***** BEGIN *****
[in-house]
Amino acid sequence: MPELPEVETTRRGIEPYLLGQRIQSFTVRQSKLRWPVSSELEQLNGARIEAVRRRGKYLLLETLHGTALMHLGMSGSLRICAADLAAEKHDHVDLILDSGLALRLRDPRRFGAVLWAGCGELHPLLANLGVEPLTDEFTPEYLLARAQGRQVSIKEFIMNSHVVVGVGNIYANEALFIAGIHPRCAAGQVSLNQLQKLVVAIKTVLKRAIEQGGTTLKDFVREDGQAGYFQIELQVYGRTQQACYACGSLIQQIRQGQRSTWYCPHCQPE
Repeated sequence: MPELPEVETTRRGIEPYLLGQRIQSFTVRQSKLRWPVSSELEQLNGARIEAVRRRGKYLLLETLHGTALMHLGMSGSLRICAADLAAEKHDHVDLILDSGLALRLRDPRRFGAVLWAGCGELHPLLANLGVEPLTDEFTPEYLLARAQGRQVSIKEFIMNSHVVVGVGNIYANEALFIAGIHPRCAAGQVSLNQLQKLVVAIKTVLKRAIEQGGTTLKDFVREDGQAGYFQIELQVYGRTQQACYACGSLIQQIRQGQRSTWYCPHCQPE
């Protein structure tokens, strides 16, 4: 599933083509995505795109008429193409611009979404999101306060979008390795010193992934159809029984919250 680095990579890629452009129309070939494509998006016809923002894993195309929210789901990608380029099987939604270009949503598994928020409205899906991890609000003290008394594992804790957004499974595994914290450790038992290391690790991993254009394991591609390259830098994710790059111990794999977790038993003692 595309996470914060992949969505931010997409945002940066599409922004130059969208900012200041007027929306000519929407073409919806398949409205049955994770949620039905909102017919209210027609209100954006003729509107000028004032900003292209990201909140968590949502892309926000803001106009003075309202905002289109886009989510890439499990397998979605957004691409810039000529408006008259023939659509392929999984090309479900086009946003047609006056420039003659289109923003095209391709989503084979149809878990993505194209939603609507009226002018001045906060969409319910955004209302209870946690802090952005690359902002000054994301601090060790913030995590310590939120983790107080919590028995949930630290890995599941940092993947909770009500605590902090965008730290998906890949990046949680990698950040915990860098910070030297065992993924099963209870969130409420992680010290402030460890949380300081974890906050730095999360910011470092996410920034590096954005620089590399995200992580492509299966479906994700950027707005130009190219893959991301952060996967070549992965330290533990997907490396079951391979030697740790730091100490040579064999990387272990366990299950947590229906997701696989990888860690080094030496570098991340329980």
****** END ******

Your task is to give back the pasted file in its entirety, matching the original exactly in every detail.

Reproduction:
[in-house]
Amino acid sequence: MPELPEVETTRRGIEPYLLGQRIQSFTVRQSKLRWPVSSELEQLNGARIEAVRRRGKYLLLETLHGTALMHLGMSGSLRICAADLAAEKHDHVDLILDSGLALRLRDPRRFGAVLWAGCGELHPLLANLGVEPLTDEFTPEYLLARAQGRQVSIKEFIMNSHVVVGVGNIYANEALFIAGIHPRCAAGQVSLNQLQKLVVAIKTVLKRAIEQGGTTLKDFVREDGQAGYFQIELQVYGRTQQACYACGSLIQQIRQGQRSTWYCPHCQPE
Repeated sequence: MPELPEVETTRRGIEPYLLGQRIQSFTVRQSKLRWPVSSELEQLNGARIEAVRRRGKYLLLETLHGTALMHLGMSGSLRICAADLAAEKHDHVDLILDSGLALRLRDPRRFGAVLWAGCGELHPLLANLGVEPLTDEFTPEYLLARAQGRQVSIKEFIMNSHVVVGVGNIYANEALFIAGIHPRCAAGQVSLNQLQKLVVAIKTVLKRAIEQGGTTLKDFVREDGQAGYFQIELQVYGRTQQACYACGSLIQQIRQGQRSTWYCPHCQPE
């Protein structure tokens, strides 16, 4: 599933083509995505795109008429193409611009979404999101306060979008390795010193992934159809029984919250 680095990579890629452009129309070939494509998006016809923002894993195309929210789901990608380029099987939604270009949503598994928020409205899906991890609000003290008394594992804790957004499974595994914290450790038992290391690790991993254009394991591609390259830098994710790059111990794999977790038993003692 595309996470914060992949969505931010997409945002940066599409922004130059969208900012200041007027929306000519929407073409919806398949409205049955994770949620039905909102017919209210027609209100954006003729509107000028004032900003292209990201909140968590949502892309926000803001106009003075309202905002289109886009989510890439499990397998979605957004691409810039000529408006008259023939659509392929999984090309479900086009946003047609006056420039003659289109923003095209391709989503084979149809878990993505194209939603609507009226002018001045906060969409319910955004209302209870946690802090952005690359902002000054994301601090060790913030995590310590939120983790107080919590028995949930630290890995599941940092993947909770009500605590902090965008730290998906890949990046949680990698950040915990860098910070030297065992993924099963209870969130409420992680010290402030460890949380300081974890906050730095999360910011470092996410920034590096954005620089590399995200992580492509299966479906994700950027707005130009190219893959991301952060996967070549992965330290533990997907490396079951391979030697740790730091100490040579064999990387272990366990299950947590229906997701696989990888860690080094030496570098991340329980």